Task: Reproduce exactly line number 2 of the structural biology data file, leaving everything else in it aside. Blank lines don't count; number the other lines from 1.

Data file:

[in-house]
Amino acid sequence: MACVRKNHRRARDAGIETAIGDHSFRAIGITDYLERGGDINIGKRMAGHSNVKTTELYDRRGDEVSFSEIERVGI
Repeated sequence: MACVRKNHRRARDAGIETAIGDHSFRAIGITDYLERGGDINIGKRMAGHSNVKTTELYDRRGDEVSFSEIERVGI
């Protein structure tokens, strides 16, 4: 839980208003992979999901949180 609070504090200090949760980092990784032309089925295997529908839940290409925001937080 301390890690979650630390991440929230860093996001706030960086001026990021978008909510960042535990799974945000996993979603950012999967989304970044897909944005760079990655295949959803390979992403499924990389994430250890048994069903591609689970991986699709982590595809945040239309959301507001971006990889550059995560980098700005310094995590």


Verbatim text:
Amino acid sequence: MACVRKNHRRARDAGIETAIGDHSFRAIGITDYLERGGDINIGKRMAGHSNVKTTELYDRRGDEVSFSEIERVGI